One year ago today six Americans were killed by a deranged gunman at a Congressional meet-and-greet outside an Arizona shopping center. In the rampage, Democrat Congresswoman Gabrielle Giffords was shot in the head and initially feared to be among the dead.
Ordinarily such an horrific event would bring all Americans together regardless of political ideology. Such sadness transcends politics, one would hope.
Instead, some on the Left decided to politicize the tragedy — instantly pouring salt on a wound for many conservatives who now were grieving twice — once for the victims, and again for their heroes who were having their reputations maliciously dragged through the blood.
As Jedediah Bila of the Daily Caller noted:
Daily Kos founder Markos Moulitsas tweeted, “Mission accomplished, Sarah Palin” with a link to an image of Palin’s “Take Back the 20” March 2010 chart, which featured surveyor symbols over the districts of twenty House members (including Giffords’).
And Toby Harnden of the UK Telegraph adds:
Paul Krugman of the New York Times suggests darkly that Giffords was shot because she was “a Democrat who survived what was otherwise a GOP sweep in Arizona” and “violent acts are what happen when you create a climate of hate” (those reponsible for such a climate being, of course, Republicans).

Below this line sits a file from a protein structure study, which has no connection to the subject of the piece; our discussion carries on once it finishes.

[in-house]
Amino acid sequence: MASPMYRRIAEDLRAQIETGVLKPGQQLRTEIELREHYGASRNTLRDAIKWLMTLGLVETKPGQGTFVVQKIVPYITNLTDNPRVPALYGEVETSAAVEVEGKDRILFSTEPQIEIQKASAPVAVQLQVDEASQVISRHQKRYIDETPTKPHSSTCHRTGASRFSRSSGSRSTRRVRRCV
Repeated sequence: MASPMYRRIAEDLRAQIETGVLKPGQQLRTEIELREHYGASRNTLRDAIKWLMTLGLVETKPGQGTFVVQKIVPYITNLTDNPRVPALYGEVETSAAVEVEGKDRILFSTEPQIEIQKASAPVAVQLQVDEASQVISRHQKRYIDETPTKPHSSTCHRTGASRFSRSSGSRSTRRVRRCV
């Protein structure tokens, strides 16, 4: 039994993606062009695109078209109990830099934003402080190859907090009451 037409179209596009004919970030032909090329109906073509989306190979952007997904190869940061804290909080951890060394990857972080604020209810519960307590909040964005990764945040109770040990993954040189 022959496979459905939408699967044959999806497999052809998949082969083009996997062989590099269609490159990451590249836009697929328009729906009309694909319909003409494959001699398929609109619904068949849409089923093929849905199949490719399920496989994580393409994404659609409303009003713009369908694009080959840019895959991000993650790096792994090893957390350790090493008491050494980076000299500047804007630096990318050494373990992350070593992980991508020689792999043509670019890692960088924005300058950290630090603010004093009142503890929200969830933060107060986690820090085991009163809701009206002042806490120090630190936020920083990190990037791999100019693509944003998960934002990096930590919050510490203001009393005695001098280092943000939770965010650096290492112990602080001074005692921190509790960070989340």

TBogg of FireDogLake wades straight in and blames Sarah Palin for the shooting because of a graphic of crosshairs placed on the districts of moderate Democrats who voted for healthcare reform. …
Jane Fonda pins it on Sarah Palin, Glenn Beck and the Tea Party.
Even the local sheriff (a Democrat) has been getting in on the act. Sheriff Clarence Dupnik (a Democrat) said:
When you look at unbalanced people, how they respond to the vitriol that comes out of certain mouths about tearing down the government. The anger, the hatred, the bigotry that goes on in this country is getting to be outrageous. And, unfortunately, Arizona I think has become sort of the capital. We have become the Mecca for prejudice and bigotry.
It didn’t matter to any of these ready accusers that the shooter, Jared Loughner, was apolitical at best, or perhaps even leftwing in his attitudes (and mentally ill, as judged by the fact that he was recently ruled incompetent to stand trial). It mattered not to the accusers that the shooter had stalked Congresswoman Giffords since 2007, fully a year before most anyone outside of Alaska had ever heard of Gov. Sarah Palin or the Tea Party was even in existence.
And it mattered not to the accusers that six innocent people lay dead, including a federal judge and a precious nine-year-old girl. This was simply an opportunity for hardcore partisans to smear a political opponent without regard for any facts.
I and others have noted the left’s hypocrisy and faux outrage.
I think all of us took away individual meaning from Tucson. I learned that this political battle is too difficult to go it alone, spiritually. I learned that people will stoop to previously unimaginable depths to slander someone they fear politically. And, in a way, I felt liberated. Because if you know that your political opponents will accuse you of murder simply for aggressively opposing their agenda … you know what you’re up against.